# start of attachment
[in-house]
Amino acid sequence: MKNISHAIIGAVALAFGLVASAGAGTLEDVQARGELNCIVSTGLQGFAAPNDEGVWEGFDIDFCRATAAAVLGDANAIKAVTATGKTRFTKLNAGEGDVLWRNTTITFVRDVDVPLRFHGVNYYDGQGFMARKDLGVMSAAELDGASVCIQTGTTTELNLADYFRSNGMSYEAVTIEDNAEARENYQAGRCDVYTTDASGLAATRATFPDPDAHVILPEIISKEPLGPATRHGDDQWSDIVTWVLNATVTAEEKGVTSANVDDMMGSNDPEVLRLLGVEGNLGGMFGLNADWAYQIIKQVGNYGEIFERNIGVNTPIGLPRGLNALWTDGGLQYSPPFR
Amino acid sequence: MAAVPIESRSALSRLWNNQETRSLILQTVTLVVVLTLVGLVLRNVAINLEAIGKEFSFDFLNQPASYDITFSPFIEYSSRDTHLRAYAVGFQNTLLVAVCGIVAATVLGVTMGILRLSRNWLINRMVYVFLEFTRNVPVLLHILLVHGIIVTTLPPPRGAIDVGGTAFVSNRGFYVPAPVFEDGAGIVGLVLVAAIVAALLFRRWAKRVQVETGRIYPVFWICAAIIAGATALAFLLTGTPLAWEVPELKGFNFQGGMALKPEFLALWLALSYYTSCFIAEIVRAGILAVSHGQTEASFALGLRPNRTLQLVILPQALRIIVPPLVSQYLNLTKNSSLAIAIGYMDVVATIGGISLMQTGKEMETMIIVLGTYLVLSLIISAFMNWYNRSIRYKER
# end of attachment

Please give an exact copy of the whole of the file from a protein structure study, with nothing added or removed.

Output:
[in-house]
Amino acid sequence: MKNISHAIIGAVALAFGLVASAGAGTLEDVQARGELNCIVSTGLQGFAAPNDEGVWEGFDIDFCRATAAAVLGDANAIKAVTATGKTRFTKLNAGEGDVLWRNTTITFVRDVDVPLRFHGVNYYDGQGFMARKDLGVMSAAELDGASVCIQTGTTTELNLADYFRSNGMSYEAVTIEDNAEARENYQAGRCDVYTTDASGLAATRATFPDPDAHVILPEIISKEPLGPATRHGDDQWSDIVTWVLNATVTAEEKGVTSANVDDMMGSNDPEVLRLLGVEGNLGGMFGLNADWAYQIIKQVGNYGEIFERNIGVNTPIGLPRGLNALWTDGGLQYSPPFR
Amino acid sequence: MAAVPIESRSALSRLWNNQETRSLILQTVTLVVVLTLVGLVLRNVAINLEAIGKEFSFDFLNQPASYDITFSPFIEYSSRDTHLRAYAVGFQNTLLVAVCGIVAATVLGVTMGILRLSRNWLINRMVYVFLEFTRNVPVLLHILLVHGIIVTTLPPPRGAIDVGGTAFVSNRGFYVPAPVFEDGAGIVGLVLVAAIVAALLFRRWAKRVQVETGRIYPVFWICAAIIAGATALAFLLTGTPLAWEVPELKGFNFQGGMALKPEFLALWLALSYYTSCFIAEIVRAGILAVSHGQTEASFALGLRPNRTLQLVILPQALRIIVPPLVSQYLNLTKNSSLAIAIGYMDVVATIGGISLMQTGKEMETMIIVLGTYLVLSLIISAFMNWYNRSIRYKER